WASHINGTON – U.S. President Donald Trump praised Republican efforts in Tuesday’s midterm election the day after the election, in the face of a “dramatic fundraising disadvantage.”
Trump singled out media mogul Oprah Winfrey, who campaigned with Democrat Stacey Abrams in Georgia at two town halls the week before the midterm election.
“A lot of people worked very, very hard, like Oprah Winfrey, who I like,” Trump said. “I don’t know if she likes me anymore, but she used to.”
He called Winfrey a “personal friend,” but, when it came to campaigning in Georgia, he said, “unfortunately, she didn’t do the trick.”
Trump pointed out four “crucial” governor races in the midterms as he mused on Republican chances in 2020 – including Georgia, Florida, Iowa and Ohio.
He claimed victory for Kemp in Georgia’s gubernatorial race, even as the candidates prepare for a potential runoff election.
Trump said he “won” Georgia thanks in part to campaigning with Kemp in Macon.
“I won Georgia. President Obama campaigned very hard in Georgia, Oprah Winfrey campaigned very, very hard, it was all over the television,” Trump said. “I only had me. I didn’t have anybody else. And we had one of the largest crowds anyone has seen at a political rally.”
Trump claimed Kemp won by a “pretty good margin.”
According to the latest election numbers from the Secretary of State’s Office, updated at 1:25 p.m., Abrams is inching closer to Kemp in terms of votes.
Kemp is leading with 50.35 percent of the votes, with 1,971,884 ballots. Abrams has 48.70 percent of the votes, at 1,907,302 ballots cast.
During a sometimes heated question and answer with reporters, Trump was asked if voter turnout was affected by the long lines experienced by voters in Georgia.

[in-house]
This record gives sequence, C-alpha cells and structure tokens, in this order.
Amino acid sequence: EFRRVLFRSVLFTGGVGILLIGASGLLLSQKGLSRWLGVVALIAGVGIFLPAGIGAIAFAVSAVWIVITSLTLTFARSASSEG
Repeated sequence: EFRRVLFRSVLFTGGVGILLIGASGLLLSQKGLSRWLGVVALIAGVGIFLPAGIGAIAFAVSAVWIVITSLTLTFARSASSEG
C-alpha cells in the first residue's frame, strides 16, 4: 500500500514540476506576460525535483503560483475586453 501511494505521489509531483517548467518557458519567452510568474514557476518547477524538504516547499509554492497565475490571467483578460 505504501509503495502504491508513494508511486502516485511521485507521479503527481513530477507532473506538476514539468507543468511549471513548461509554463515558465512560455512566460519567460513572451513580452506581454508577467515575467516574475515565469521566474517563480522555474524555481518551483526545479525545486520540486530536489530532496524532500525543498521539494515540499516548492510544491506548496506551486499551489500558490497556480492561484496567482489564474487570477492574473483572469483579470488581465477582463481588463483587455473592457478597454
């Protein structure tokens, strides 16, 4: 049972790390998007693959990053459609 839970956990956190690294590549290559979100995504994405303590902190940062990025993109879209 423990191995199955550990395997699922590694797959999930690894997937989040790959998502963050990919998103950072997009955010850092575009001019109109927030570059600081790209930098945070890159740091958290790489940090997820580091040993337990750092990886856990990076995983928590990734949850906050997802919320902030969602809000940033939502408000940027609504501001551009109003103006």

“I wasn’t involved in Georgia, but I heard it was very efficient,” Trump said. “You’ll have to ask the state government.”
As Georgia’s Secretary of State, Kemp is the official in charge of elections.
An emergency lawsuit was filed in federal court around 5 p.m. on Election Night asking that Kemp be prevented from any further influence on the 2018 midterm election, citing his role as gubernatorial candidate.
That lawsuit, filed on behalf of five Georgia voters, states that “a man should not be a judge in his own matter.”
On Wednesday, Abrams’ representatives said in a conference call that her campaign will not stop until every vote is counted and they are especially concerned about outstanding ballots across DeKalb County.
Thousands of provisional ballots cast on Election Night still need to be counted and over a thousand rejected absentee ballots are still in limbo.
Kemp is about 15,500 votes above the threshold for a runoff, according to Abrams’ representatives.
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